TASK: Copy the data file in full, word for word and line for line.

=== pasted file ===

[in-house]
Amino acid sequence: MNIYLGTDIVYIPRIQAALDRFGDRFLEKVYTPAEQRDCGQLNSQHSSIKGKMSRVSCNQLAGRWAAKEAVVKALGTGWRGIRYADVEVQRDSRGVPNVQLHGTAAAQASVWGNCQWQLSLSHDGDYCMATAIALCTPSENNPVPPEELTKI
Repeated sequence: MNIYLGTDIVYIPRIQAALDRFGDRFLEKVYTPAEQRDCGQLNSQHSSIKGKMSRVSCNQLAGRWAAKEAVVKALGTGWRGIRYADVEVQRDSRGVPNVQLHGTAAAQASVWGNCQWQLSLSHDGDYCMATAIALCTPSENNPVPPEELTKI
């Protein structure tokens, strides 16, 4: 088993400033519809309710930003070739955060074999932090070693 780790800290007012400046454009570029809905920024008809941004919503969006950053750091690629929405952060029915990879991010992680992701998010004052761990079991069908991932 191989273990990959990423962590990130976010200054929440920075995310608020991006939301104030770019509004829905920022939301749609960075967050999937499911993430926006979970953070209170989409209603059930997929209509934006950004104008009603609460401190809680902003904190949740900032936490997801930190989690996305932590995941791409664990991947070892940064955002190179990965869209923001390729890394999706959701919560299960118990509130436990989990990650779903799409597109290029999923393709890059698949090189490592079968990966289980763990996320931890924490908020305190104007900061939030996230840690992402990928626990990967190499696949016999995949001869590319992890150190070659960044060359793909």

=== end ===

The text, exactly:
[in-house]
Amino acid sequence: MNIYLGTDIVYIPRIQAALDRFGDRFLEKVYTPAEQRDCGQLNSQHSSIKGKMSRVSCNQLAGRWAAKEAVVKALGTGWRGIRYADVEVQRDSRGVPNVQLHGTAAAQASVWGNCQWQLSLSHDGDYCMATAIALCTPSENNPVPPEELTKI
Repeated sequence: MNIYLGTDIVYIPRIQAALDRFGDRFLEKVYTPAEQRDCGQLNSQHSSIKGKMSRVSCNQLAGRWAAKEAVVKALGTGWRGIRYADVEVQRDSRGVPNVQLHGTAAAQASVWGNCQWQLSLSHDGDYCMATAIALCTPSENNPVPPEELTKI
């Protein structure tokens, strides 16, 4: 088993400033519809309710930003070739955060074999932090070693 780790800290007012400046454009570029809905920024008809941004919503969006950053750091690629929405952060029915990879991010992680992701998010004052761990079991069908991932 191989273990990959990423962590990130976010200054929440920075995310608020991006939301104030770019509004829905920022939301749609960075967050999937499911993430926006979970953070209170989409209603059930997929209509934006950004104008009603609460401190809680902003904190949740900032936490997801930190989690996305932590995941791409664990991947070892940064955002190179990965869209923001390729890394999706959701919560299960118990509130436990989990990650779903799409597109290029999923393709890059698949090189490592079968990966289980763990996320931890924490908020305190104007900061939030996230840690992402990928626990990967190499696949016999995949001869590319992890150190070659960044060359793909």